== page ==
Many patients spend a lot of time researching their treatment options. I think that a more productive approach would be spending time getting more information on your individual PC; then the correct option will be more apparent.
Most patients have thier Gleason score, one or two PSA readings and the % of cores from the biopsy. In many cases this is adequate, but the more information you have the better the outcome will be, and you may avoid a treatment option that would not be effective.
The key is making a decision is based on the TOTALITY of all information, not just one or two pieces.
Some additional information and how to use it:
PCA3: can indicate the agressiveness of your PC.
PSA derivatives and kenetics: PSA doubling time, PSA velocity, PSA density. these can indicate how your PC is behaving or growing.
Tumor volume: Can be determined by scans or using a formula that calculates volume by gleason and psa.
Tumor location: By DRE or scans like MRIS or color doppler. You can determine likelyhood of a positive margin and also the agressiveness of the tumor.
PAP; Indicates if the PC has spread beyond the prostate.
Combides MRI: indicates lymphnode involvement.
2nd opinion on original pathology.
3D mapping: multicore biopsy that takes many more samples of your prosate.
2nd and 3rd opinions from noted specialists in Surgery, radiology and oncology. You can learn something from each field that will be different.
Partin tables and Nomograms are useful in predicting the effectivness of various treatments on your individual PC.
Bone and CT scans can indicate matastis, but only if your psa is over 20.
Using all this information you can come to a high probability of what type of PC you have and the seriousness of it. Nothing in the PC world is 100% but you can surely improve the odds with more information.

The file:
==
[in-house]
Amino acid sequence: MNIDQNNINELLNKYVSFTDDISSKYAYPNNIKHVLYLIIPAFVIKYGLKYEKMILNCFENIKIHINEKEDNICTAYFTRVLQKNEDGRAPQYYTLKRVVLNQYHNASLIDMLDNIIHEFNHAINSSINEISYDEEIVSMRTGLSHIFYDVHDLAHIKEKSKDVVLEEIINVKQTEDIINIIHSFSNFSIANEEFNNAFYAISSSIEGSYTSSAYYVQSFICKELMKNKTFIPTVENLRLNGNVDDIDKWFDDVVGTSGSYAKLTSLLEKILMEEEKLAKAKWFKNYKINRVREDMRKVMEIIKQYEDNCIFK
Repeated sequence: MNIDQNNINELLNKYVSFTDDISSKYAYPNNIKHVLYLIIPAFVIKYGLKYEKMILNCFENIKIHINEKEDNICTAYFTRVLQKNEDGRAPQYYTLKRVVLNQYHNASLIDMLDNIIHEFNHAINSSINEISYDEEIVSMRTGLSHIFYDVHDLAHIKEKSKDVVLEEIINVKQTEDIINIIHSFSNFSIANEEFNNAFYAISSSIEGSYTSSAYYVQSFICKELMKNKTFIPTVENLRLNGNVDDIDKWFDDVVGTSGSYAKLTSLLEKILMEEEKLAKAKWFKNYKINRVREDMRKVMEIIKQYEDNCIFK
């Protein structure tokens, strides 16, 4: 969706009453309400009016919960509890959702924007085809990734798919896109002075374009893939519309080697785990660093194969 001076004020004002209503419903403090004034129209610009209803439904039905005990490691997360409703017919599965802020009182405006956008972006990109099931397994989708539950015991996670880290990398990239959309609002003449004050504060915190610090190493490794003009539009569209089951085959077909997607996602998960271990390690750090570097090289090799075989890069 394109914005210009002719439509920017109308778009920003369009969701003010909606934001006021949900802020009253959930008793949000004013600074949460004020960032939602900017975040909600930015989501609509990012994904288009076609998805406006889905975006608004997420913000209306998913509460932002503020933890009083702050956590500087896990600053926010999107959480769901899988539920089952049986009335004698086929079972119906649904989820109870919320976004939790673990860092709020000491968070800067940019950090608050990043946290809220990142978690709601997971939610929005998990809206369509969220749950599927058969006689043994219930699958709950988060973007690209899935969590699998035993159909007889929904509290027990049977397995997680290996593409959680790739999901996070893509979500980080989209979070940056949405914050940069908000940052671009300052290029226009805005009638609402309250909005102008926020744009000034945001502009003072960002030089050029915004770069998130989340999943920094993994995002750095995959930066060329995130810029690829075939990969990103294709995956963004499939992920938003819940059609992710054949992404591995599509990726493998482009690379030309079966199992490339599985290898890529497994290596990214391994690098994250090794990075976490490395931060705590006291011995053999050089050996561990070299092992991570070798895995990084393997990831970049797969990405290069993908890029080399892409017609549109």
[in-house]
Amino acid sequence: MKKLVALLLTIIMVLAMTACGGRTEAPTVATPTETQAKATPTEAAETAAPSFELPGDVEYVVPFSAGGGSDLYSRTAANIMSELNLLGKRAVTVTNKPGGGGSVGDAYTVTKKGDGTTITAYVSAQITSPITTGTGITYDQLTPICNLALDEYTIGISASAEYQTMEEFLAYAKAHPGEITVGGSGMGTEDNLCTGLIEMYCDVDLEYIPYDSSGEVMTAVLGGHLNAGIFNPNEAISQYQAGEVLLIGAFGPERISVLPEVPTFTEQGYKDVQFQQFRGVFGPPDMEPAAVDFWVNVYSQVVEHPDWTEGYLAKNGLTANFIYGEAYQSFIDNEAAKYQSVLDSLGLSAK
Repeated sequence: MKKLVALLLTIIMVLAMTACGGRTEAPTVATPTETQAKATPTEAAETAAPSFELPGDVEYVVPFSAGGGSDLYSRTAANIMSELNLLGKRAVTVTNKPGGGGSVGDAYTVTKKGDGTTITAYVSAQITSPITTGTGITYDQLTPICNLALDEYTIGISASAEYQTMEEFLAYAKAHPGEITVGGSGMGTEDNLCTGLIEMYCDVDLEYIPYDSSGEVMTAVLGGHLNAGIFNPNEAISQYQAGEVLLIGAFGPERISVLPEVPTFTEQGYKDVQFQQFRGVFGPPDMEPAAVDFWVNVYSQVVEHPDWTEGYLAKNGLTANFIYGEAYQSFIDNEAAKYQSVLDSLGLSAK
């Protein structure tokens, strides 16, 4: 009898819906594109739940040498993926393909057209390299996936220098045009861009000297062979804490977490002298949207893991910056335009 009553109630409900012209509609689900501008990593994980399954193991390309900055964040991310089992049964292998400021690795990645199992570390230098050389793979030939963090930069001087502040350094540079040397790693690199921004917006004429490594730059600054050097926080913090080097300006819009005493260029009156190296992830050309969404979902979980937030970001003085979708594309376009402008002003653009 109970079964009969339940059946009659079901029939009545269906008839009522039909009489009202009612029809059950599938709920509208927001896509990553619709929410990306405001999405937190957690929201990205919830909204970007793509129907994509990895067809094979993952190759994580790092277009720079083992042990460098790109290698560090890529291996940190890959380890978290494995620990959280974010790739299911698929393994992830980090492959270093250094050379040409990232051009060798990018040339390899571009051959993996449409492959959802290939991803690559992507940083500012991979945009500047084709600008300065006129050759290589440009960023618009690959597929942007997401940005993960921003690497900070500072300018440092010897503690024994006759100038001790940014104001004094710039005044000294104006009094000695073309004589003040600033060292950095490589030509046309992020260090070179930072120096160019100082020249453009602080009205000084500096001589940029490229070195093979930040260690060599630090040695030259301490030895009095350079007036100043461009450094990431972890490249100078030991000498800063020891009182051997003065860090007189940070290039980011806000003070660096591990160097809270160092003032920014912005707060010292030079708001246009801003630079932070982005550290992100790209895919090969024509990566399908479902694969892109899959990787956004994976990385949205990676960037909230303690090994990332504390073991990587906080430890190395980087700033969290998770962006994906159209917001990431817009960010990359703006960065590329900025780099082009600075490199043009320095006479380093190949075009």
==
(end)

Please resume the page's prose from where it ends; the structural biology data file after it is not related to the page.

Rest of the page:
64 years old.
PSA rising for 10 years to 40, free psa 10-15. Had 5 urologists, 12 biopsies and MRIS all neg. Doctors DXed BPH and continue to get biopsies yearly. 13th biopsy positive in 10-08, 2 cores of 25, G6 less than 5%. Scheduled for surgery as recommended by Urological Oncologist.
2nd Opinion from Dr Sholtz, a Prostate Oncologist, said DX wrong, pathology shows indolant cancer, but psa history indicates large cancer or metastasis. Futher tests and Color Doppler confirmed large transition zone tumor that 13 biopsies and MRIS missed. G7, 4+3, approx 16mmX18mm.
Combidex MRI in Holland eliminated lymphnode mets. Casodex and Proscar reduced psa to 0.6 and prostate from 60mm to 32mm. Changed diet, no meat and dairy. All staging tests indicate that tumor is local and non agressive. (PAP, PCA3, MRIS, Color Doppler, Combidex, tumor reaction to diet and Casodex, and tumor location in transition zone). Surgery a poor option because tumor is located next to the urethea and positive margin is very likely; permanent incontenance is also high probability with surgery.
Seed implants on 5-19-09, 3 hours door to door, no pain, minor side affects are frequency and urgency; very controlable with Flowmax and lasted 4 weeks. Daily activities resumed day after implants with no restrictions. Gold markers implanted with seeds to guide IMRT.
25 treatments of IMRT 6 weeks after seed implants. No side affects at all.
PSA at end of treatment 0.02 mostly the result of Casodex. When I stop Casodex next week expect PSA to rise. Next PSA in November. Treatments and side affects have greatly exceeded my expectations. Glad to have this 11 year journey finally conclude.